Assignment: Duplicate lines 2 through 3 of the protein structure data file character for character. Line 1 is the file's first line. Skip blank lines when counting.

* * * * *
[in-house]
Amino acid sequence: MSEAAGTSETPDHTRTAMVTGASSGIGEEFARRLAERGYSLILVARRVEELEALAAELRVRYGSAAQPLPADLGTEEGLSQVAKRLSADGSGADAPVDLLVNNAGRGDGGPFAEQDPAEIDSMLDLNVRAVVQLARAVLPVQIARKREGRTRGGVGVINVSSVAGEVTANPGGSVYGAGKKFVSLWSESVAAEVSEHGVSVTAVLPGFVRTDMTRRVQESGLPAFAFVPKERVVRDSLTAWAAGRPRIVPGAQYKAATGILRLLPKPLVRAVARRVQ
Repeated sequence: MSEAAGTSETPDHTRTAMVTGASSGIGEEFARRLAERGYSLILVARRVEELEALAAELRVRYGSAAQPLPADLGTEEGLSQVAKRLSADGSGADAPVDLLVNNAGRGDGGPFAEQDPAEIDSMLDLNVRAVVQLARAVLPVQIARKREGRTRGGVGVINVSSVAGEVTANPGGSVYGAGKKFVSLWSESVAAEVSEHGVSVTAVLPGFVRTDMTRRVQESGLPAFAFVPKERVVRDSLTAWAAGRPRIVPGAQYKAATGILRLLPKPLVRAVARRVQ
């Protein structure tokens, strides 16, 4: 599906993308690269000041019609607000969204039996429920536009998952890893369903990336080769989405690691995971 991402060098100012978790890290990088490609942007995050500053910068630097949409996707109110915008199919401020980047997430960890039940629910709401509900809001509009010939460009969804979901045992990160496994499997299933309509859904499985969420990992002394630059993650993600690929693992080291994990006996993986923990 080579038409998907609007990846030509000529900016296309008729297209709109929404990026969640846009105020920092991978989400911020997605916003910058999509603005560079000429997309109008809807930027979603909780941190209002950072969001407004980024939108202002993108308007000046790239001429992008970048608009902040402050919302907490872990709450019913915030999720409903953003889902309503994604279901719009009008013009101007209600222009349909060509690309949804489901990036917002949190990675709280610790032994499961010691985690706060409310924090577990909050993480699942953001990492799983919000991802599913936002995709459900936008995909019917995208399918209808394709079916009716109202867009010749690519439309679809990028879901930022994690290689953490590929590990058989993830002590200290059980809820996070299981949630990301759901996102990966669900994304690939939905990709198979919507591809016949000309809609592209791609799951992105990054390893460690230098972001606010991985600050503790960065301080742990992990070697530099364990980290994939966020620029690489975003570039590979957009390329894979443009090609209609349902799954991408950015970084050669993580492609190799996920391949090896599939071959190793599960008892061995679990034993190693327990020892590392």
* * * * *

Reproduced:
Amino acid sequence: MSEAAGTSETPDHTRTAMVTGASSGIGEEFARRLAERGYSLILVARRVEELEALAAELRVRYGSAAQPLPADLGTEEGLSQVAKRLSADGSGADAPVDLLVNNAGRGDGGPFAEQDPAEIDSMLDLNVRAVVQLARAVLPVQIARKREGRTRGGVGVINVSSVAGEVTANPGGSVYGAGKKFVSLWSESVAAEVSEHGVSVTAVLPGFVRTDMTRRVQESGLPAFAFVPKERVVRDSLTAWAAGRPRIVPGAQYKAATGILRLLPKPLVRAVARRVQ
Repeated sequence: MSEAAGTSETPDHTRTAMVTGASSGIGEEFARRLAERGYSLILVARRVEELEALAAELRVRYGSAAQPLPADLGTEEGLSQVAKRLSADGSGADAPVDLLVNNAGRGDGGPFAEQDPAEIDSMLDLNVRAVVQLARAVLPVQIARKREGRTRGGVGVINVSSVAGEVTANPGGSVYGAGKKFVSLWSESVAAEVSEHGVSVTAVLPGFVRTDMTRRVQESGLPAFAFVPKERVVRDSLTAWAAGRPRIVPGAQYKAATGILRLLPKPLVRAVARRVQ